Is the Mittleider Method Organic? You Decide.

Q. “Is this method OMRI approved. I was told at Steve Regan it was not organic. Please enlighten me.” Patricia

A. I’ve written quite a few articles – in the archives of the Group and in the FAQ section of this website – on this subject, and I invite everyone interested in this subject to find out more by reading some of those articles. I will attempt to provide a brief answer here:

All of the natural mineral nutrients used in the Mittleider fertilizer formulas are approved by the USDA for use in organic gardening. And in my personal garden, which is seen by about 800,000 people each year, we use no pesticides, fungicides, or herbicides.

We are more concerned with producing healthy crops by feeding them exactly what they need, and in using the best cultural practices to avoid diseases, bugs, and weeds, than in using only manure, compost, bone meal, etc.

For the past 45 years Dr. Mittleider (37 years) and I (8+ years) have spent much of our time conducting Family Food Production training projects in 31 countries. In those countries as well as most others around the world people do the very best they can using only organic methods – and many of them are starving. And it’s not uncommon for families in developing countries to spend 70 to 80% of their time providing for their food.

Meanwhile their gardens are often filled with weeds, bugs, and diseases – often spread by the very organic materials they use to fertilize their gardens. Even in America a great many gardeners are arguably hurt more by the weeds, bugs, and diseases their unsterilized organic materials bring into their gardens than they are helped by their fertilizer content.

And many others here and abroad end up burning their sprouting seeds and tiny seedlings by applying too much fertilizer salts to their gardens at the beginning, and then having their plants stop producing in mid-season because they are starving for mineral nutrients.

We teach a better, safer, cleaner, and more productive way of growing food, part of which includes applying only very small amounts of balanced mineral nutrients several times to assure even healthy growth throughout the plants’ growth and production cycle.

We believe some of the most zealous organic gardeners are actually replicating the same primitive 18th and 19th century methods we encounter in the developing countries, while we are trying hard to help people everywhere learn some of the scientific principles and procedures that have allowed one American farmer to feed more than 100 of us, in a better and healthier way.

That may be why some people say the Mittleider Method is “the best of organic.” I just say that everyone can have “a great garden in any soil, in virtually any climate”, and I travel the world to demonstrate that reality to all who are interested in and willing to improve their food production methods and results.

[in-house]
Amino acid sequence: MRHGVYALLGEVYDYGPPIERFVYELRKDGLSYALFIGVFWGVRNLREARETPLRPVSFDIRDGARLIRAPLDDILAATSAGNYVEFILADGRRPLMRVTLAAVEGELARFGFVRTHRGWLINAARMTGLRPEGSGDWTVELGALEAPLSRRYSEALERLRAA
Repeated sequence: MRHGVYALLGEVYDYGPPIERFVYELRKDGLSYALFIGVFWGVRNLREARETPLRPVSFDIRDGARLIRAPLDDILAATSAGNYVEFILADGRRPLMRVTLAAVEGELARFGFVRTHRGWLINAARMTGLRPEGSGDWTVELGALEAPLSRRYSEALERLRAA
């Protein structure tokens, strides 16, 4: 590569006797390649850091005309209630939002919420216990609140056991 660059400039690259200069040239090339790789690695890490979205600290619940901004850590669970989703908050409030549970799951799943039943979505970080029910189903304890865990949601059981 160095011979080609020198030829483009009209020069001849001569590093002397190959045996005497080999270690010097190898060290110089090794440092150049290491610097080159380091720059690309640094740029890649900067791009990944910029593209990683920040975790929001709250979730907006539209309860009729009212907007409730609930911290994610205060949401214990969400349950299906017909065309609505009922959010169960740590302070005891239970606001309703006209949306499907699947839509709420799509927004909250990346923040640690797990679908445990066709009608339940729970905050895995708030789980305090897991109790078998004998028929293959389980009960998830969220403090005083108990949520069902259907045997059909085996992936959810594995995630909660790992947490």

How to Properly Grow a Healthy Garden Using Compost and Manure

Q.  Even if it’s a poorer source of nitrogen than oil-based products (urea, ammonium nitrate, and ammonium sulfate), won’t compost (particularly composted manure) get the job done?  That’s a completely free and renewable resource.  My garden beds this year are heavily composted with manure and the plants are all absolutely gorgeous.
Next year I want to use the Mittleider Method, as it looks very  efficient.  Will I be shooting myself in the foot if I use “farm-raised nitrogen”?

A.  If you believe the day is coming when we won’t be able to get mineral nutrients, you should definitely learn how to prepare and use the organic materials that you WILL have available to you.  You may not want to count on manure though, because if everyone relies on cows and horses to provide their fertilizer, 90% will be disappointed.  There just isn’t enough to go around.

For those of you who feel strongly about continuing to use manure and compost, make certain that you learn how to compost properly, by maintaining temperatures of at least 140 degrees fahrenheit throughout the process, and always do it that way.  This provides sufficient heat to kill all pathogens.

I recommend you read my article on The Zoo-Doo Man in these FAQs.  That will help you understand what’s required, as well as my perspective on the issues involved.

Once you solve the issue of proper composting you will want to understand, and know how to deal with, the issues of deficiencies and salinity.

Because there is no practical way of knowing how much of the 13 nutrients your compost has in it, you will very likely be faced with deficiencies of some of them.  These will show up in your plants, and if you recognize and treat them quickly you can save the crop.  Sometimes a garden crop is lost when an ounce or two of zinc, iron, boron, or manganese, etc. would completely solve the problem.

I highly recommend you get the Mittleider Garden Doctor books, available at, and begin to use them.  They will save their cost many times over!